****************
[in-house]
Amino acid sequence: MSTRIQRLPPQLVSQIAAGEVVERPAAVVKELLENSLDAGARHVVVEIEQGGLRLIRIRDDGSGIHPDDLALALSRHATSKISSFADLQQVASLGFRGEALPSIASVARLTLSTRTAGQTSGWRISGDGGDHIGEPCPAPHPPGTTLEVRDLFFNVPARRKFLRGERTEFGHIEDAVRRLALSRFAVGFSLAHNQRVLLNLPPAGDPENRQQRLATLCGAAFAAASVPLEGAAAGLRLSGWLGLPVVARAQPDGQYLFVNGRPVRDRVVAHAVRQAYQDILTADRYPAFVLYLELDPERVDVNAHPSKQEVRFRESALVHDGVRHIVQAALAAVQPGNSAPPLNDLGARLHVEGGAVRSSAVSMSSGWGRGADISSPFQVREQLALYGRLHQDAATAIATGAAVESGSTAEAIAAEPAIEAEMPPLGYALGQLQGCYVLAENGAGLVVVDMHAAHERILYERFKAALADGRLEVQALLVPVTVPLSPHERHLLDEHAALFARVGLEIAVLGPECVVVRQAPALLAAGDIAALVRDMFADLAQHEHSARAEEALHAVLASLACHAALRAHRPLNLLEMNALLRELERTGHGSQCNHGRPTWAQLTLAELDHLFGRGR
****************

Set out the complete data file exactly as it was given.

[in-house]
Amino acid sequence: MSTRIQRLPPQLVSQIAAGEVVERPAAVVKELLENSLDAGARHVVVEIEQGGLRLIRIRDDGSGIHPDDLALALSRHATSKISSFADLQQVASLGFRGEALPSIASVARLTLSTRTAGQTSGWRISGDGGDHIGEPCPAPHPPGTTLEVRDLFFNVPARRKFLRGERTEFGHIEDAVRRLALSRFAVGFSLAHNQRVLLNLPPAGDPENRQQRLATLCGAAFAAASVPLEGAAAGLRLSGWLGLPVVARAQPDGQYLFVNGRPVRDRVVAHAVRQAYQDILTADRYPAFVLYLELDPERVDVNAHPSKQEVRFRESALVHDGVRHIVQAALAAVQPGNSAPPLNDLGARLHVEGGAVRSSAVSMSSGWGRGADISSPFQVREQLALYGRLHQDAATAIATGAAVESGSTAEAIAAEPAIEAEMPPLGYALGQLQGCYVLAENGAGLVVVDMHAAHERILYERFKAALADGRLEVQALLVPVTVPLSPHERHLLDEHAALFARVGLEIAVLGPECVVVRQAPALLAAGDIAALVRDMFADLAQHEHSARAEEALHAVLASLACHAALRAHRPLNLLEMNALLRELERTGHGSQCNHGRPTWAQLTLAELDHLFGRGR